Oh, Ruby! What You Do To Me (On Rails)
October 14, 2013 Dan Burger
Why would an RPG programmer have any interest in a language called Ruby and an architectural framework called Rails? I dunno. Why does anyone go where he or she has never been before? Because it sounds like fun, appeals to a sense of adventure, and holds some degree of promise (like Web programming, for instance)? If you haven’t stopped for a look at Ruby on Rails, there’s no better time than the present.
Why now? For one reason, because IBM just announced support for Ruby as part of the Technology Refresh 7 for IBM i. Ruby is on the lips of IBM i evangelists par excellence Alison Butterill, Tim Rowe, and Steve Will, who also happen to be top IBM i executives. So now that Ruby’s on the i roadmap, it’s a lot easier for you to find.
The second reason is because of what RPG expert Aaron Bartell describes as “syntatical sweetness.” It’s what made Bartell fall in love with Ruby and eventually led to a small company called PowerRuby, which is providing the support for Ruby and Rails on IBM i.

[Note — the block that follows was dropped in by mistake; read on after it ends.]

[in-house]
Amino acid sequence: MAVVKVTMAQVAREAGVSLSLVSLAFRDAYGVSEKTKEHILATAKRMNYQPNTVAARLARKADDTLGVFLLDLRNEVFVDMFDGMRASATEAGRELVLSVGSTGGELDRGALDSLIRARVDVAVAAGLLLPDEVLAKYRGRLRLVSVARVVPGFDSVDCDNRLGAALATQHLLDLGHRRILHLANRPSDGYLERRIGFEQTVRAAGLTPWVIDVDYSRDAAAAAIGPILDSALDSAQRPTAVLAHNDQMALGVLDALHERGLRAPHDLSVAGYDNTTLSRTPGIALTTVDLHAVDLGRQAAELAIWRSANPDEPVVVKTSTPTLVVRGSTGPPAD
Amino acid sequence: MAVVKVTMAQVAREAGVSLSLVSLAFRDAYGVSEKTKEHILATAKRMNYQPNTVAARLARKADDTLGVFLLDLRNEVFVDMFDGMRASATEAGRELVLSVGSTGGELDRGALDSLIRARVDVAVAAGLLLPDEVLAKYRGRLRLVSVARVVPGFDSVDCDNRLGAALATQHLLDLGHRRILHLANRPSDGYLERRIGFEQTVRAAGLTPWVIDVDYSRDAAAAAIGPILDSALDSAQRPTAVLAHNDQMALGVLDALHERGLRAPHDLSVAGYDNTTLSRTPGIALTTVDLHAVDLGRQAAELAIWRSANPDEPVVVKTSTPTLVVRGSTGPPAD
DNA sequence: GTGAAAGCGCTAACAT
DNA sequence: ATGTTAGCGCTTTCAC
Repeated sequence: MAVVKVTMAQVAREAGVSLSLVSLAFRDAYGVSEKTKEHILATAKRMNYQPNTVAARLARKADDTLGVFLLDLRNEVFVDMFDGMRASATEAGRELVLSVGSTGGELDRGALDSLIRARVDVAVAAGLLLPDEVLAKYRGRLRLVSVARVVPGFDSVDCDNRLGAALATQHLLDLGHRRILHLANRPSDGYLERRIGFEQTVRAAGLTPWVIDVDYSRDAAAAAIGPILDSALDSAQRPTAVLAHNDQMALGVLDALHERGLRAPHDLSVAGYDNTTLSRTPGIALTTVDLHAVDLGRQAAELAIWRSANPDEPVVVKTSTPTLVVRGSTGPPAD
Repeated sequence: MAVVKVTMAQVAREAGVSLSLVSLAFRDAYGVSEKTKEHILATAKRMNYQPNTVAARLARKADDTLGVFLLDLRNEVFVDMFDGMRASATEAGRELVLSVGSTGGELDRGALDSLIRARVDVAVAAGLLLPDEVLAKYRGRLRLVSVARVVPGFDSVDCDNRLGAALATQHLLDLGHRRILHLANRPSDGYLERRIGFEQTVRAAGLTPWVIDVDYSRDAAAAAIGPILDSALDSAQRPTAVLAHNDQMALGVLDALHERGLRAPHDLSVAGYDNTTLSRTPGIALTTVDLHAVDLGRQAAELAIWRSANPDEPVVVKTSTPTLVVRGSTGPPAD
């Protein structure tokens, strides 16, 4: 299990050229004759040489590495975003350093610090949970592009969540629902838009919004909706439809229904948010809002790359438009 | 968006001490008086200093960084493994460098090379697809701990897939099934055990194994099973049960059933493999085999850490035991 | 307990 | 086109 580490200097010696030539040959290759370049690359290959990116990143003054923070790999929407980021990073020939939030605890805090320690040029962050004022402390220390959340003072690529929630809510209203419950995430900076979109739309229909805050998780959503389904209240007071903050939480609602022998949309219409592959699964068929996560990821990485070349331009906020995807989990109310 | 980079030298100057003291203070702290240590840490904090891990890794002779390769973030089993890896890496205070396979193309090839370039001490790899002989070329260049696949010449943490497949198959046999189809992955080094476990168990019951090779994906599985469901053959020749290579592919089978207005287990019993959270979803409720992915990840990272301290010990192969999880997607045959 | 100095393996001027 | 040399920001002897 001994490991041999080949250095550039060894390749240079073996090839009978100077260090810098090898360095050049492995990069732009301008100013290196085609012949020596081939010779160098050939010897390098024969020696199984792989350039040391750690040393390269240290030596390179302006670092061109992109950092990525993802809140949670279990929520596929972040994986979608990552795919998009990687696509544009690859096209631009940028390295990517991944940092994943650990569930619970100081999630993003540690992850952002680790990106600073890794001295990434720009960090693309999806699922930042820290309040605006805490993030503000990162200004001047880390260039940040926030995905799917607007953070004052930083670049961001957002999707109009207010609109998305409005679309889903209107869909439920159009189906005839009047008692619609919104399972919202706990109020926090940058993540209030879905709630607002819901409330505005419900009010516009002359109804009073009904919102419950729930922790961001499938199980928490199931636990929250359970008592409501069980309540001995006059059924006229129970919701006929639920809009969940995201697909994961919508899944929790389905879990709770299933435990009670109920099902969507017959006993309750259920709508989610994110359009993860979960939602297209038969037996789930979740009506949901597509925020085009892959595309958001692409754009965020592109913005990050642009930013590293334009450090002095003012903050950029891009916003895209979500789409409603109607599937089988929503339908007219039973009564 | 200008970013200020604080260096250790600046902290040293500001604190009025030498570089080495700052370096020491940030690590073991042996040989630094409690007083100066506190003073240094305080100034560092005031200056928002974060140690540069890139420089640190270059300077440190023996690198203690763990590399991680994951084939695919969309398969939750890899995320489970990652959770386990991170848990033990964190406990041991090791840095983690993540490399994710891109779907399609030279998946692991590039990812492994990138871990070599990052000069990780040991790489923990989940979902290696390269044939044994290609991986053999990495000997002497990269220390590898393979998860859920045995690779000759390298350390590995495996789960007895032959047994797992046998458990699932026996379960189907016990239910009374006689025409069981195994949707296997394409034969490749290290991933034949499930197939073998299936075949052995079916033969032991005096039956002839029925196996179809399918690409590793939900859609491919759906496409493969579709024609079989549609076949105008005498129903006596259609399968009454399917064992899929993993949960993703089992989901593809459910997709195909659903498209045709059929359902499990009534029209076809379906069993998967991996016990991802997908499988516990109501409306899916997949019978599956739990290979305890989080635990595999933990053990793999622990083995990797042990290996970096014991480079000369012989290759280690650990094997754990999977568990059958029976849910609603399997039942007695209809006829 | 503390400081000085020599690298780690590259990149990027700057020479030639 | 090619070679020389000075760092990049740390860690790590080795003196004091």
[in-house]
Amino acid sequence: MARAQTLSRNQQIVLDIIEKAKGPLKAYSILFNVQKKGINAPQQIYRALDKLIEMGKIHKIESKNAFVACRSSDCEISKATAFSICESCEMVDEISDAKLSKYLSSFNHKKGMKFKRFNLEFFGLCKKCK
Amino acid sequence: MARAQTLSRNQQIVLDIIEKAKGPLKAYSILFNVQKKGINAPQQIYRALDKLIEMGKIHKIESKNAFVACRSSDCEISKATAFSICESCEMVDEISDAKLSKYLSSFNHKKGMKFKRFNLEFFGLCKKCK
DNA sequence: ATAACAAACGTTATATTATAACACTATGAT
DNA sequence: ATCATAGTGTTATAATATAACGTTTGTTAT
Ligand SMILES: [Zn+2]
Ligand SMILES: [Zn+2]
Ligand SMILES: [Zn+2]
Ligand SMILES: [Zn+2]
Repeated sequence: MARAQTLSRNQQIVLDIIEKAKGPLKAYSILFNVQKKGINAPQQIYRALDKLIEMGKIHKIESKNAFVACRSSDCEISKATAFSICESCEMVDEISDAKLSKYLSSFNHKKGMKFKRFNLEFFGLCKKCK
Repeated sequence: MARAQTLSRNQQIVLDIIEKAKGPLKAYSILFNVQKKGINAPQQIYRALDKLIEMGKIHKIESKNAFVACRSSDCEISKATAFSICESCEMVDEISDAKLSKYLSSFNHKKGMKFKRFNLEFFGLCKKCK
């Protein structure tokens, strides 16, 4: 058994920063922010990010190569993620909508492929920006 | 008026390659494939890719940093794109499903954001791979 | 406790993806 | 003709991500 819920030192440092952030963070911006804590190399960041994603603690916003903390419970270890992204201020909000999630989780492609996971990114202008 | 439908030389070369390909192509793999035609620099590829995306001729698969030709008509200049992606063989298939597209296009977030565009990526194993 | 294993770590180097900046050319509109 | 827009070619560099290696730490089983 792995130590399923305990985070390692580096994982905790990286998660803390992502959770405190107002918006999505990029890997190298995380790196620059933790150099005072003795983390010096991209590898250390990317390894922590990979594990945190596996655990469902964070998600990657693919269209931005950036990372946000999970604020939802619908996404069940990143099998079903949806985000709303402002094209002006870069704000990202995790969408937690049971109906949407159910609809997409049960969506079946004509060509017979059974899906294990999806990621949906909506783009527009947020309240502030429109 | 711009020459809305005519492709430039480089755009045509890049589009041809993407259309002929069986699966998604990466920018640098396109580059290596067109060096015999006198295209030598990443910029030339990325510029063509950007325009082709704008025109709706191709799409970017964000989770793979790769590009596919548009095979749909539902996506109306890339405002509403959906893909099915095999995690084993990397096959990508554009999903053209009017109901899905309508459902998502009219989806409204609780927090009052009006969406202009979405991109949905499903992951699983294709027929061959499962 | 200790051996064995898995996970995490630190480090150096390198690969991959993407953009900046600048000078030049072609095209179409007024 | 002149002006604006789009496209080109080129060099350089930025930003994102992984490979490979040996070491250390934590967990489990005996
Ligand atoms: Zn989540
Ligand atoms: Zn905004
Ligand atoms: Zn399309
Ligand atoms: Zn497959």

Syntatical sweetness, according to Bartell, is really nothing more than coding simplicity. As any programmer knows, coding can be fun and coding can be agonizing. And as any manager knows, a programmer having fun is more productive than one that is being tortured.
“It doesn’t have to be a scholarly effort to accomplish each task,” Bartell says, knowing full well how some languages have well-deserved reputations for inducing brain-freeze headaches.
Some of you who share my well-developed sense of skepticism are quick to point out that reading glowing reports of a language by people picking favorites is nothing special in the pile-on-the endorsements marketing game. So you pick and choose the comments that have a high degree of authenticity. In the IBM i community, Bartell is well known for his RPG acumen and his skills in Web and mobile application development. Like all of us, he picks his favorites. Unlike a lot of us, he investigates many options before settling on his favorite.
In addition to Ruby’s simplicity and fun factor, Bartell says he has been really impressed by the Ruby on Rails user community.
“There’s something special going on with Ruby and Rails,” he says. “Never before have I seen such coordinated community efforts to efficiently produce reusable code in such open and social fashions. We want to introduce that reality to the IBM i platform.”